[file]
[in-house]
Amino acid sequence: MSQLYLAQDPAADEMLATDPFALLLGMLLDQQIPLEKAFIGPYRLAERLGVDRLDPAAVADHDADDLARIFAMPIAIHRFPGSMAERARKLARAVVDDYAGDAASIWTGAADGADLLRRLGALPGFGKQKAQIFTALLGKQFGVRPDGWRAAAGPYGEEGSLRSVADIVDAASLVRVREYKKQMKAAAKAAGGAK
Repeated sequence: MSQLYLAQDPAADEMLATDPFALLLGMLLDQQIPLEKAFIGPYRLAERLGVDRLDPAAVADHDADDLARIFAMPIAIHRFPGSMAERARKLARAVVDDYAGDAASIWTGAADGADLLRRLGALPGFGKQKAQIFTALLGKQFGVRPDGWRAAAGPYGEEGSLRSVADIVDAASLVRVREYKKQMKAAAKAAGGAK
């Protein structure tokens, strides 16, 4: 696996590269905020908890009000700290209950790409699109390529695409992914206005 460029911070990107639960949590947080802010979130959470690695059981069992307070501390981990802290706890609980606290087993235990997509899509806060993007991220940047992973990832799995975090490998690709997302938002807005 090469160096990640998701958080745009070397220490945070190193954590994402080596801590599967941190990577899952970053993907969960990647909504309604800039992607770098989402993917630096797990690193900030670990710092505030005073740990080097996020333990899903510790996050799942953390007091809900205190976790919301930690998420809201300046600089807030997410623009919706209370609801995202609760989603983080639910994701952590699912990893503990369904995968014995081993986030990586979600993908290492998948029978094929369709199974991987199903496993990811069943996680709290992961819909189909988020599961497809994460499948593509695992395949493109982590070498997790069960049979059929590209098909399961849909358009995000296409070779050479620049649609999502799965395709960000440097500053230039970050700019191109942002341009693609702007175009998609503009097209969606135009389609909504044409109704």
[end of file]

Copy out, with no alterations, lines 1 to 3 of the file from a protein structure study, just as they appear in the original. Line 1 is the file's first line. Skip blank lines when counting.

[in-house]
Amino acid sequence: MSQLYLAQDPAADEMLATDPFALLLGMLLDQQIPLEKAFIGPYRLAERLGVDRLDPAAVADHDADDLARIFAMPIAIHRFPGSMAERARKLARAVVDDYAGDAASIWTGAADGADLLRRLGALPGFGKQKAQIFTALLGKQFGVRPDGWRAAAGPYGEEGSLRSVADIVDAASLVRVREYKKQMKAAAKAAGGAK
Repeated sequence: MSQLYLAQDPAADEMLATDPFALLLGMLLDQQIPLEKAFIGPYRLAERLGVDRLDPAAVADHDADDLARIFAMPIAIHRFPGSMAERARKLARAVVDDYAGDAASIWTGAADGADLLRRLGALPGFGKQKAQIFTALLGKQFGVRPDGWRAAAGPYGEEGSLRSVADIVDAASLVRVREYKKQMKAAAKAAGGAK